An Individual Retirement Account, or “IRA,” is a common type of private retirement plan. An IRA can be either employer provided or self provided, and can give certain tax benefits to the policy holder. Monetary contributions are made to the account with the IRA owner investing this money into most types of securities. The money is held by a custodian, such as a bank or brokerage firm. The custodian is responsible for the actual investing at the direction of the IRA owner. Transactions made within the account, such as interest and capital gains, are not taxed.
It is common for an IRA owner to fail to use all of their funds, and leave the remainder of the account to their heirs. The account is subject to certain restrictions, such as a minimum required distribution. Additionally, the new beneficiary may not understand the benefits of withdrawing only the minimum amount, and letting the investments accumulate so that the money lasts. To remedy this, many IRA owners now create a trust in their wills so their IRA accounts are left to the trust, with their heirs as the beneficiaries. This type of trust is known as an IRA Inheritor’s Trust.
Essentially, the main purpose of an IRA Inheritor’s Trust is to prevent overspending or using up all of the retirement funds too early. It is most effective when the funds are spread out over time. The trustee is responsible for making sure that the money in the account is distributed correctly through minimum distributions. What this does is ensure that the money lasts as long as possible, and that the beneficiaries are getting the most out of the account. Another benefit to an IRA Inheritor’s Trust is that the trust provides protection from creditors, or loss in a divorce.
What Are Some of the Pros and Cons Associated With an IRA Inheritor’s Trust?
IRAs in general have some benefits, such as being able to make contributions without being taxed annually for your capital gains. Traditional IRA benefits include:
- Tax deductible contributions;
- Earnings and gains are not taxed, which allows those investments to grow;
- Anyone earning an income can contribute to an IRA account; and
- The IRA contributions can be used on investment options, such as mutual funds, stocks, bonds, and CDs.
As previously mentioned, the biggest benefit to an IRA Inheritor’s Trust is that the money is less likely to be spent recklessly, or too quickly. It ensures that the funds are stretched out over time, in order to maximize the efficiency of distribution. Additionally, an IRA Inheritor’s Trust can avoid certain IRS penalties, such as those associated with failing to make minimally required fund distributions to beneficiaries.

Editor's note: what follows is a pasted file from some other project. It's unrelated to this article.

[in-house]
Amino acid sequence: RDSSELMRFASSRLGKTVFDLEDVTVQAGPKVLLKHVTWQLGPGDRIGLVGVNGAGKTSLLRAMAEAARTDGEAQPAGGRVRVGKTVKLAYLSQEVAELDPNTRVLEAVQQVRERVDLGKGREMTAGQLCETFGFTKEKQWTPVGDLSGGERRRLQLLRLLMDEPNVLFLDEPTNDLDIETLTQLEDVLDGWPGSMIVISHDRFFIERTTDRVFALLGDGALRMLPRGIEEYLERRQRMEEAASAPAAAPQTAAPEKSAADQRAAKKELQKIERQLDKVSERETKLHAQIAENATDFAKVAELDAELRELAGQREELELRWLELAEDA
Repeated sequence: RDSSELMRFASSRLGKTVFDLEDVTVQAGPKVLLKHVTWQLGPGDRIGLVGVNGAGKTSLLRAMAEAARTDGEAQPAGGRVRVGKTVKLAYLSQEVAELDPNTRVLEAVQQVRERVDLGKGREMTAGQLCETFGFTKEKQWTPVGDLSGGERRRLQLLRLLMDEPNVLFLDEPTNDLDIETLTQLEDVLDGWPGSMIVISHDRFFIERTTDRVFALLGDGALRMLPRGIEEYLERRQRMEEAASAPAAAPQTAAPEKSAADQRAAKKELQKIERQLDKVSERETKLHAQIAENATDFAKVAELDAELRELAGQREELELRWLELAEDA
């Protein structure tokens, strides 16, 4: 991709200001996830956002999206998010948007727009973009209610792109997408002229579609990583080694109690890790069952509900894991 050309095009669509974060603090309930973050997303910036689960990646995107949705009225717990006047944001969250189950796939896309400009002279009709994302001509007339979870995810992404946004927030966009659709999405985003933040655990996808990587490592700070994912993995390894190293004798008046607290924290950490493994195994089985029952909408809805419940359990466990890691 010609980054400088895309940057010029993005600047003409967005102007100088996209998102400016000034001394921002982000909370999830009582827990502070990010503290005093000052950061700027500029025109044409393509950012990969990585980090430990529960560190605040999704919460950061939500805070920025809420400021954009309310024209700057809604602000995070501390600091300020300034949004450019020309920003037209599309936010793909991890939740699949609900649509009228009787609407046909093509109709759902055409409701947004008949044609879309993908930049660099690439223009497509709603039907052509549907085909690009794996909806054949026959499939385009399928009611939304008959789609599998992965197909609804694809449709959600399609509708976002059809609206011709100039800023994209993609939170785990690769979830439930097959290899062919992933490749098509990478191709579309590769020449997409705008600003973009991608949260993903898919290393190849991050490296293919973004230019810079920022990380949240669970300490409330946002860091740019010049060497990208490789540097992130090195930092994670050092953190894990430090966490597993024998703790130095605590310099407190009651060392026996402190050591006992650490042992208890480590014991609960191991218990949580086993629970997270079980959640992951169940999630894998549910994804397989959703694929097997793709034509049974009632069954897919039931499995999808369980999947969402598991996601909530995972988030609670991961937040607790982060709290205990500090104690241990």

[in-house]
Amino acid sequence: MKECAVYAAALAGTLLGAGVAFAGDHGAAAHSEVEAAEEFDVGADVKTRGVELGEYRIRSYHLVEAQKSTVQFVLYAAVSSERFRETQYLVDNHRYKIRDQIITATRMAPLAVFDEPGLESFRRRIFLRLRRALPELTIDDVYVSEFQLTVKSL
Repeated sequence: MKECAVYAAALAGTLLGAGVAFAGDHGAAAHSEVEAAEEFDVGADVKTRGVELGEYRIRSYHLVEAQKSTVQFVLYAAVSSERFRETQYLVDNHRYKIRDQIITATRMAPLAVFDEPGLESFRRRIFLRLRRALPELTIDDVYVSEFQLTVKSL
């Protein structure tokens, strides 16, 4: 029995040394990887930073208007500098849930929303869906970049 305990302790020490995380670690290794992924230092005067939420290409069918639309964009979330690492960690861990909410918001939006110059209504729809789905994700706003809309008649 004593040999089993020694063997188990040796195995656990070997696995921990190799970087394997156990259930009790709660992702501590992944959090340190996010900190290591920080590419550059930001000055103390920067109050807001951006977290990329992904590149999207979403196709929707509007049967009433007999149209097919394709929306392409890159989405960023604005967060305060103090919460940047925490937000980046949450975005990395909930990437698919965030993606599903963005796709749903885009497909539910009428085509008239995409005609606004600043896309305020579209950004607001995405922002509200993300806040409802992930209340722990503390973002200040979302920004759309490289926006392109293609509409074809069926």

However, there are some disadvantages regarding an IRA Inheritor’s Trust. The trustee will need to ensure that the requirements for minimum distribution are being met; failure to do so could result in tax penalties. And, beneficiaries relinquish some amount of control over the IRA funds in exchange for the guidance and direction of the trustee.
The person who inherits the IRA will face the same tax implications that the original owner did; the money received from the account will not be taxed as income. The account’s trustee will ensure that the account does not become subject to IRS penalties due to failing to make the required minimum distributions.
What Are Some Disputes That Are Associated With IRA Inheritor’s Trusts?
IRA Inheritor’s Trusts are largely dependent upon the skill and knowledge of the account’s trustee. As such, one of the most common disputes associated with IRA Inheritor’s Trusts occurs when the trustee fails to manage the trust in a manner that is efficient and lawful. An example of this would be if the trustee overlooks the legal requirements for minimum distributions. Such a failure could negatively impact the trust’s beneficiaries.
A dispute may also arise when one or more beneficiaries are attempting to claim the funds in opposition to the trust instructions. A similar dispute would be a will contest in which a family member may take issue with the way property is being distributed in a will. In such cases, the dispute could lead to a lawsuit that involves contentions between beneficiaries and/or the trustee.
Do I Need an Attorney for IRA Inheritor’s Trusts?
You should consult with a skilled and knowledgeable estate attorney if you would like to set up an IRA Inheritor’s Trust, or are facing issues related to an IRA Inheritor’s Trust. It is important that the trust is set up by an experienced attorney, whether a tax attorney or an estate attorney, to avoid any possible tax penalties as well as other disputes. An experienced attorney can also represent you in court, should any disputes result in a lawsuit.